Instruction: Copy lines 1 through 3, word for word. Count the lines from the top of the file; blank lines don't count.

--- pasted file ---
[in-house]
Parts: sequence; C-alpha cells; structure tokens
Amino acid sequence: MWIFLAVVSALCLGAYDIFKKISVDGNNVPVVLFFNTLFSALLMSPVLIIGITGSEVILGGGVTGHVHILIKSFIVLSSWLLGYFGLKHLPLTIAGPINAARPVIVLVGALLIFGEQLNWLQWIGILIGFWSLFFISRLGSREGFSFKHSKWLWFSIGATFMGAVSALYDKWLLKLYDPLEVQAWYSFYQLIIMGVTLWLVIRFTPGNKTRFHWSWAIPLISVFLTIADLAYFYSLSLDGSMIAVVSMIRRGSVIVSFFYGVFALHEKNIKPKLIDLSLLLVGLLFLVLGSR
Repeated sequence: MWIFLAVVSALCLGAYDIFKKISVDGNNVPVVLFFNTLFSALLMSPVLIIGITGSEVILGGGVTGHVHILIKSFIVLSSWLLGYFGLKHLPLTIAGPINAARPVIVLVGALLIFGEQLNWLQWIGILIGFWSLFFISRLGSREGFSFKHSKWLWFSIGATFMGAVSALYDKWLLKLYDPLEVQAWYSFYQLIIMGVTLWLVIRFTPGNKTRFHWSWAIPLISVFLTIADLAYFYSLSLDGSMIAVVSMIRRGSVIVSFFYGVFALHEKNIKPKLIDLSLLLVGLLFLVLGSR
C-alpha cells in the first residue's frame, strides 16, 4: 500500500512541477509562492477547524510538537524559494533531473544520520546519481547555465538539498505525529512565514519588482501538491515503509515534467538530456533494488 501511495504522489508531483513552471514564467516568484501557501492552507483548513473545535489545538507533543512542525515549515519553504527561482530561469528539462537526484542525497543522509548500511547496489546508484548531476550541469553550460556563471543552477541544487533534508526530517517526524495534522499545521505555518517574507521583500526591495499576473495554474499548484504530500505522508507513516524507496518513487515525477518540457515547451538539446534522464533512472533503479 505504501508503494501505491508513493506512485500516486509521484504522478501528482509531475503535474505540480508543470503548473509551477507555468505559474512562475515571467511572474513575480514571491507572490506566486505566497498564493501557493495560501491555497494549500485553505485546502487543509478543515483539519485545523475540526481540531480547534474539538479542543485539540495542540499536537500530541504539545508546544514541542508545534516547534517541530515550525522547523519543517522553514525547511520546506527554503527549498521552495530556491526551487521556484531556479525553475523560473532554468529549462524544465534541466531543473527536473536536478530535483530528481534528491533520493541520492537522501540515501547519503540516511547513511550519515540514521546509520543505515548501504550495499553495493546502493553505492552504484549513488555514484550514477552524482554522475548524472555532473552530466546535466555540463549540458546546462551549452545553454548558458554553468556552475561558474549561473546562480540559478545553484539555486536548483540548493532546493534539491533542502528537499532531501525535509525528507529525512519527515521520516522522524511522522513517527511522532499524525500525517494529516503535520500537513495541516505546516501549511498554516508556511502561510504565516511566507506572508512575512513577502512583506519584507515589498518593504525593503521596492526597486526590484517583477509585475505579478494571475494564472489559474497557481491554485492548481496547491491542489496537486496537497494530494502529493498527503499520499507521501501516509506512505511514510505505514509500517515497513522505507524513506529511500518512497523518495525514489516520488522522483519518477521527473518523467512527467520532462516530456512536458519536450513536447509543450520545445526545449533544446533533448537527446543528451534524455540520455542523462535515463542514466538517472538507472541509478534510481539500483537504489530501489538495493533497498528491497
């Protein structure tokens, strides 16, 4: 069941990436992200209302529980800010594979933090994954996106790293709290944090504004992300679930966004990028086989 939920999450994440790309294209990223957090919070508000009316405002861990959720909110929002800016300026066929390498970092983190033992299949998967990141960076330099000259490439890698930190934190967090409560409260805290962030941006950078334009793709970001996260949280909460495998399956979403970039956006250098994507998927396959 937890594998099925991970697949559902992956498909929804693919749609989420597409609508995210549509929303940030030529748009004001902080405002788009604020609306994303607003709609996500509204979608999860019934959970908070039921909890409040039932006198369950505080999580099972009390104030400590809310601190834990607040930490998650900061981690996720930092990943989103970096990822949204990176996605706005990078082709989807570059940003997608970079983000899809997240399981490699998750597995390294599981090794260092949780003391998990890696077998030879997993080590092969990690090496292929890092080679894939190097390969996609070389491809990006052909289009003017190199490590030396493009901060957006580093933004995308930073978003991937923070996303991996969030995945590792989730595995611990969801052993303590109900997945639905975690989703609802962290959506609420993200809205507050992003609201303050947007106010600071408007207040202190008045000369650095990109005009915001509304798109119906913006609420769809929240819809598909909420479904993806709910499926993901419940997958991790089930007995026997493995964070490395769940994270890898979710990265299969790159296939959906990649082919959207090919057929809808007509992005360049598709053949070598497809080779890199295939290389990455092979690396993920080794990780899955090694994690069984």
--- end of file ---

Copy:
[in-house]
Parts: sequence; C-alpha cells; structure tokens
Amino acid sequence: MWIFLAVVSALCLGAYDIFKKISVDGNNVPVVLFFNTLFSALLMSPVLIIGITGSEVILGGGVTGHVHILIKSFIVLSSWLLGYFGLKHLPLTIAGPINAARPVIVLVGALLIFGEQLNWLQWIGILIGFWSLFFISRLGSREGFSFKHSKWLWFSIGATFMGAVSALYDKWLLKLYDPLEVQAWYSFYQLIIMGVTLWLVIRFTPGNKTRFHWSWAIPLISVFLTIADLAYFYSLSLDGSMIAVVSMIRRGSVIVSFFYGVFALHEKNIKPKLIDLSLLLVGLLFLVLGSR